President has not acted for months on judicial nominees

President David Granger has had a list of judicial nominees from the Judicial Service Commission (JSC) for several months and has not acted upon it.

The government has made no statement on why this is the case but the delay in addressing the JSC recommendations has raised concerns following a statement by Attorney General Basil Williams that the President has discretion in making these appointments.

David Granger
David Granger

Former Attorney General Anil Nandlall yesterday expressed concern at the Granger administration’s apparent lack of interest in dealing with this issue.

“The recruitment of more judicial persons…must be a continuous exercise if we are to seriously address delay and backlog in the system”, he said adding to recent statements made by the PPP/C about Granger’s failure to appoint the judges that the JSC, a constitutional commission, had recommended.

Stabroek News has learnt that sometime earlier this year the JSC submitted a list with the names of four persons to fill the vacancies of judges in the High Court and the Court of Appeal. This was done several months ago and there is no indication that JSC has received a response.

Attempts yesterday to reach the Chairman of the JSC, Chancellor Carl Singh were unsuccessful. His secretary indicated that he was unavailable.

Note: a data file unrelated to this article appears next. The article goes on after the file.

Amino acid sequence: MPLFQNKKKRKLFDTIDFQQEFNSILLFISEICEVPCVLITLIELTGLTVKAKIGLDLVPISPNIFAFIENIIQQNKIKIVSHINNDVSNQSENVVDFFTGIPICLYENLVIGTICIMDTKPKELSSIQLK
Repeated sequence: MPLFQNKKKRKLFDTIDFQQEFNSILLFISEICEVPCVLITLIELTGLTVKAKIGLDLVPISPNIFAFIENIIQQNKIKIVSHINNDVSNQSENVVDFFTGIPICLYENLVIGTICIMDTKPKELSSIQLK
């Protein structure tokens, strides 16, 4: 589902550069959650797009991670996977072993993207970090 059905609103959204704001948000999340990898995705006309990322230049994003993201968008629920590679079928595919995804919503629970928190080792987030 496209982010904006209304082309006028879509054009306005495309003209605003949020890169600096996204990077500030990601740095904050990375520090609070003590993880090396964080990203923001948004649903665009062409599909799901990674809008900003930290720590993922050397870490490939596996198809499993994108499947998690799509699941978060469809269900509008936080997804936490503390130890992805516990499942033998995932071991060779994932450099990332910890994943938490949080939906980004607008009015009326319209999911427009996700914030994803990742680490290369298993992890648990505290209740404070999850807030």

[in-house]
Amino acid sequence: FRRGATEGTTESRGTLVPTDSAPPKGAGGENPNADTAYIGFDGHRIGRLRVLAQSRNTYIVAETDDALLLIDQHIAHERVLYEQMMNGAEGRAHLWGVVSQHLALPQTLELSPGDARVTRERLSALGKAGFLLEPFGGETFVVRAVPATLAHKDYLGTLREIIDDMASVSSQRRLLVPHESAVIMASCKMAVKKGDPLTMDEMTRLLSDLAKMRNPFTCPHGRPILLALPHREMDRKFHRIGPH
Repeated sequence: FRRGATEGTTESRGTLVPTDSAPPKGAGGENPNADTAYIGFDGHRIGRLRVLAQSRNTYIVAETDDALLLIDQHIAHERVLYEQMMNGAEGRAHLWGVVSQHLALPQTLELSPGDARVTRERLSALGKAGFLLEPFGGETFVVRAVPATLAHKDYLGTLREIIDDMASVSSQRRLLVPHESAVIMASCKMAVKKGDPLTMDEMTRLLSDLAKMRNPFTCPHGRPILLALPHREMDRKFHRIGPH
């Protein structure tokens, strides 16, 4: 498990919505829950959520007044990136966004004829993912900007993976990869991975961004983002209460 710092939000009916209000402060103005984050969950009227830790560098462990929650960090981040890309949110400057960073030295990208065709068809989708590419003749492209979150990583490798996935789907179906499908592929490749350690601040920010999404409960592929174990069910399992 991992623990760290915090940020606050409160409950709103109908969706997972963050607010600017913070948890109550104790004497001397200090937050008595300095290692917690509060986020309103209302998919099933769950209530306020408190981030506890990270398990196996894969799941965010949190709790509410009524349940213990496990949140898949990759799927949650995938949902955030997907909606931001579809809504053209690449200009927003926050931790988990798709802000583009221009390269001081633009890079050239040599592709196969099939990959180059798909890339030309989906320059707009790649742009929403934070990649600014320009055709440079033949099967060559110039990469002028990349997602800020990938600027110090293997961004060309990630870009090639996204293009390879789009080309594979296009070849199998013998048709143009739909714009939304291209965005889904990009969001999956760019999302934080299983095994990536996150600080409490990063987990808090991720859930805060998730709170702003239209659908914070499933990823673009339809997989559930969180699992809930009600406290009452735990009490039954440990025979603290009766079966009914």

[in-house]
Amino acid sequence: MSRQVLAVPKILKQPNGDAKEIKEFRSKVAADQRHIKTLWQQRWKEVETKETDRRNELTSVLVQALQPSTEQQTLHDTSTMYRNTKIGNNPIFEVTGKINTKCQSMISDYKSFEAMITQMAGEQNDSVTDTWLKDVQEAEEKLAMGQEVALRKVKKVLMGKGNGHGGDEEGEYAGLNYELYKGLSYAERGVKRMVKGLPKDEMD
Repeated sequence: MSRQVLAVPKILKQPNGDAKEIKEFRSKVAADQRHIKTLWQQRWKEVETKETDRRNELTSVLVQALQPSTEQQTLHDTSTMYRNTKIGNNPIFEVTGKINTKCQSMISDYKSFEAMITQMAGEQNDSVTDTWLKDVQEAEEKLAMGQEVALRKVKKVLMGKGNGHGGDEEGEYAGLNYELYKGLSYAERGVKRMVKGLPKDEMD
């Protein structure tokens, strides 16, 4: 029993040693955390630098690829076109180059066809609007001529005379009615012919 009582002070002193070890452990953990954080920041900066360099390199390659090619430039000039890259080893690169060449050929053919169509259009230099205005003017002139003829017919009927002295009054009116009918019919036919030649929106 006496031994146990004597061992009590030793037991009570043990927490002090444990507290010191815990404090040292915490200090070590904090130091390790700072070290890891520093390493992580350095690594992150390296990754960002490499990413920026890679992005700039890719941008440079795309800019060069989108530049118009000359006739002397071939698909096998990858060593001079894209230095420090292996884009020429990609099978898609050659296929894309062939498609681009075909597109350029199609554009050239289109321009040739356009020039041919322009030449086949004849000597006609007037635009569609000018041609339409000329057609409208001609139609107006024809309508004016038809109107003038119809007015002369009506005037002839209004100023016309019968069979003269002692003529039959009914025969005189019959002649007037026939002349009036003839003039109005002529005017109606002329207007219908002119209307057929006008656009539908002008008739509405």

Nandlall, like the PPP, is perturbed that the recommendations are yet to be acted on.

He said that while in government the PPP/C administration had recognized that the increased number of judges was one of the mechanisms by which delays in the system can be effectively addressed.

In this regard, he said the then government increased the complement of High Court judges in 2013 from 12 to 20 and also at the same time made budgetary allocations to the judiciary to increase the physical capacity of the High Court to accommodate an increased number of judges. He said that these budgetary allocations resulted in the construction of a new building to house the Family Court as well as another to house the judges of the Land Court. The latter building is currently under construction.



“The recruitment of more judicial persons therefore must be a continuous exercise if we are to seriously address delay and backlog in the system. It is clear that this is not a priority for this administration”, he said while accusing the government of playing politics with the appointment of judges.

“The only reason why there is a delay in acting on the recommendation of the JSC in the appointment of these judges is because the president finds those recommended not politically acceptable”, he charged while noting that this by itself is a violation of his constitutional responsibility.

Nandlall explained that if the president does not agree with the recommendations made, he sends the list back to the JSC requesting their reconsideration.

If having reconsidered the JSC sends back the same list, then the president is mandated to appoint that list of persons, he said.

He said that based on his knowledge, two High Court judges were recommended for elevation to the Court of Appeal. Two recommendations were also made to fill the vacancies that would have existed in the High Court. He could not definitively say when the list of recommendations was sent to the president but was adamant that it was done earlier this year.